They state “We would not recommend neutering kittens and puppies at 6 weeks old as the animal has not had time to mature and develop properly”.
The Kennel Clubs Geneticist Jeff Sampson, stated quite equivocally, “In our view neutering puppies at 6 weeks old seems totally irresponsible.
Regardless of the potential health benefits, which are far from universally accepted, neutering at 6 weeks old is just too young.’
Chris Laurence MBE QVRM TD BVSc MRCVS. Veterinary Director of The Dogs Trust, stated that they never spay or neuter at such an early age, and would wait until pre-puberty ie around 6 months. Dr Lawrence told me that spaying and neutering at 6 weeks could have a detrimental effect on these young pups.
He lists early socialisation as a major factor and that these animals can be spayed or castrated at a later time, therefore, why do this so young?
The Blue Cross has confirmed, that if a dog is adopted from the Blue Cross when it is under six months old they will provide the adopter with a voucher supporting payment of the procedure, to be carried out by a vet at a later stage. Alternatively, where practical, the procedure will be undertaken by a vet employed by a Blue Cross animal adoption centre. The Blue Cross has stated that neutering under six months is not advisable!
My personal belief is that six months is still far too early for nearly all breeds of dogs. A great Dane does not mature until 36 months, German Shepherds 18 months, Labs 14 months, Staffie’s 12 months and Jack Russell’s 11 months.
It is very clear one size does not fit all. A number of people have stated that we are following the American trend in these actions.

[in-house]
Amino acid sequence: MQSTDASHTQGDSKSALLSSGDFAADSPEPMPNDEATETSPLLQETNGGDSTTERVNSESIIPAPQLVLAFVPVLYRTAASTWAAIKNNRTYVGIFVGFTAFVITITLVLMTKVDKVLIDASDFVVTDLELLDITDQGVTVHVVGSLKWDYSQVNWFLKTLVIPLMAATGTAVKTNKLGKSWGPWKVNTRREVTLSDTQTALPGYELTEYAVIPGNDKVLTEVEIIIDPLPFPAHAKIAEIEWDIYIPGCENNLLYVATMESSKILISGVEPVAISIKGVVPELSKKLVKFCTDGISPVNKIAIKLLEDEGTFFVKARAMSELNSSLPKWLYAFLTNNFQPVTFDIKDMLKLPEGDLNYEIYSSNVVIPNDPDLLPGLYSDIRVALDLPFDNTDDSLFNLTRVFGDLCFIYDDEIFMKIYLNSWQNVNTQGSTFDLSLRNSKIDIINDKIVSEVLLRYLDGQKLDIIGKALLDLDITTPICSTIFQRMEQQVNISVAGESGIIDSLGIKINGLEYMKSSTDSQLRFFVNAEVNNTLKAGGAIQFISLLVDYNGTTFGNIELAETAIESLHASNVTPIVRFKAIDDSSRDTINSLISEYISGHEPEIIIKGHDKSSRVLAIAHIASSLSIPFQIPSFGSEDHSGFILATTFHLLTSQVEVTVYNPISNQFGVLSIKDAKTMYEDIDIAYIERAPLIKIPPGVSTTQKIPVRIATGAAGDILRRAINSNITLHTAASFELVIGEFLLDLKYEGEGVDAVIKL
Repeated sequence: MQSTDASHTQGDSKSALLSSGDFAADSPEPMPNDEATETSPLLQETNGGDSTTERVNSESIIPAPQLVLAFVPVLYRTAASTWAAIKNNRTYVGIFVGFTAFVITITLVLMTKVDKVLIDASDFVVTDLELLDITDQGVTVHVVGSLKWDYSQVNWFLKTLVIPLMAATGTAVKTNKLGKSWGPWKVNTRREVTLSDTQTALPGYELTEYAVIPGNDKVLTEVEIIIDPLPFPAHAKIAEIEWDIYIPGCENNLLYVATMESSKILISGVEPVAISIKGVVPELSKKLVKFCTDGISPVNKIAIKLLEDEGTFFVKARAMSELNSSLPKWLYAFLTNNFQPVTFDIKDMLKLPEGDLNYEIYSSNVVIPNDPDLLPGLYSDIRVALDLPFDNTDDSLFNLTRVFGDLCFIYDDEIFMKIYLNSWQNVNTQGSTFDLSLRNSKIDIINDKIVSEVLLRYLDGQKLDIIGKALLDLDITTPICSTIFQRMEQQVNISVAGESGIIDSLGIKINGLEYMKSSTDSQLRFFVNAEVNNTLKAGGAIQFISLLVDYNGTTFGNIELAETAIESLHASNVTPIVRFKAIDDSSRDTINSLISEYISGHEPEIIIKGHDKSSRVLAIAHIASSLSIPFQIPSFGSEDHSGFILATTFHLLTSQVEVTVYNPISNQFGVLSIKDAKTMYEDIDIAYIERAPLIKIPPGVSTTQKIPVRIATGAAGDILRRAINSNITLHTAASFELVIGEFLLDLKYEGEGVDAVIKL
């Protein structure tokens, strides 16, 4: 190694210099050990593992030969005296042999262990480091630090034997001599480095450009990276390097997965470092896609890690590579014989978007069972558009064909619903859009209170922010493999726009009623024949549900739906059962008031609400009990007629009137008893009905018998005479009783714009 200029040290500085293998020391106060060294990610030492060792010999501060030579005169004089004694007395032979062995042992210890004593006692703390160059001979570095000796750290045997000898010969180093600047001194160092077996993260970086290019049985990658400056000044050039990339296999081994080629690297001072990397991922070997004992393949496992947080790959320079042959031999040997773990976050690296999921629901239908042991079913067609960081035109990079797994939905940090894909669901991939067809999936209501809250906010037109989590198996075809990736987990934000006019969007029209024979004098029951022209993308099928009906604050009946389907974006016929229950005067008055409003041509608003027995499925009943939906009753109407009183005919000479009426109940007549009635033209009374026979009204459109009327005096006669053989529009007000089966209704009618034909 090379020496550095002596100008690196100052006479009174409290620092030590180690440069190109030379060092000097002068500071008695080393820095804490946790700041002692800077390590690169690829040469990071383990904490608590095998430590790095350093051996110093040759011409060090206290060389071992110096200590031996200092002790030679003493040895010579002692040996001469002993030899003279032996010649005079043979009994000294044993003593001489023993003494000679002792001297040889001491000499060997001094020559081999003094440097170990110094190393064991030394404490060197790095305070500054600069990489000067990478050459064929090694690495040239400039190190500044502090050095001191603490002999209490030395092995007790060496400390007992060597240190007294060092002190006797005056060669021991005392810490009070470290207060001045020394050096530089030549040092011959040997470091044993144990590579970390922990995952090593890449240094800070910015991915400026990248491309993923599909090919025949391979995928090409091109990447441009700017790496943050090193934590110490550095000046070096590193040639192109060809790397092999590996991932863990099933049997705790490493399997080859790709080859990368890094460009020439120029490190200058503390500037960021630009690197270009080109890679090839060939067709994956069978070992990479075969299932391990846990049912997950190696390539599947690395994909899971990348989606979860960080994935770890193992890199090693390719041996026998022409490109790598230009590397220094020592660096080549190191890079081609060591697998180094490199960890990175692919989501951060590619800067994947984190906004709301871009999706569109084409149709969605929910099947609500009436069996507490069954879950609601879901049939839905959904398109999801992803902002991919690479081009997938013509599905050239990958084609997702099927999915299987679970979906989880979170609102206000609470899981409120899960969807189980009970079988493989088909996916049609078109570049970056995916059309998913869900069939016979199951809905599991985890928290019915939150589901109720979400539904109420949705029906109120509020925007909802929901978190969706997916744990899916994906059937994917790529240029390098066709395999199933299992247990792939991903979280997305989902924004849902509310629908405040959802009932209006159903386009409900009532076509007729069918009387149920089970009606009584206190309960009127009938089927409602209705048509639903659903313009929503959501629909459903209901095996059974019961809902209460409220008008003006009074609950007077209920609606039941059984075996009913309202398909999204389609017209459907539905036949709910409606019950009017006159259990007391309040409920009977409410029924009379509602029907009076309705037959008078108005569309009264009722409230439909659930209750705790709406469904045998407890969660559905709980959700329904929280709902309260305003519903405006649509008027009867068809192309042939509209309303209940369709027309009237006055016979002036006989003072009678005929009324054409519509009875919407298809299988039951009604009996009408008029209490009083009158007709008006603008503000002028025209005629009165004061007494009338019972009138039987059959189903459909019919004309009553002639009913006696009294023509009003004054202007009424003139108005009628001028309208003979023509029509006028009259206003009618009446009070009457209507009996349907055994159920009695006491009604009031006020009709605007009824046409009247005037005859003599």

Why? We do not have the same problems they have in the USA.
In the USA dogs are effectively latchkey dogs that are let out to fend for themselves during the day.
The non-neutered pets could cause unwanted litters. This is not a problem we have in the UK. Unless I am missing something here?
We used to do that in the 50s and 60s when my own dog a German Shepherd would visit the butcher, his friends and then come and meet me at the school gates.
When I look out of my house or car window I never see packs of dogs roaming the streets looking for mates.
There have been many scientific studies on the beneficial outcome of neutering, especially on a physiological level.
But very little I can find on a psychological and behavioural level. To this end, I started asking relevant questions within my dog behaviour practice in 2001.
I started noticing frustration, lack of attention, inability to concentrate, and puppy like behaviour.
This was considerably more prevalent in dogs that were neutered at a younger age, rather than those that were allowed to mature naturally.
I call this (paedomorphic behaviour) in other words dogs that retain perpetual puppy like characteristics.
I also observed that bitches spayed too early may be far more interesting to intact males; which may cause the female to become aggressive and protective of this attention in adulthood.
Despite popular belief, spaying does not calm a female down. It may help to calm certain behaviour’s in males, but not females. calming hormones such as progesterone and oestrogen are totally removed.
These work as serotonin uplifters which affect mood and well-being. Remove these from a fractious dog and you can get a dog that is more bad tempered and aggressive.
The immature castrated male dog may often squat for the remainder of its life, never showing normal adult marking behaviour, and can often appear more sexually interesting to intact males, causing unwanted attention and aggressive retaliation.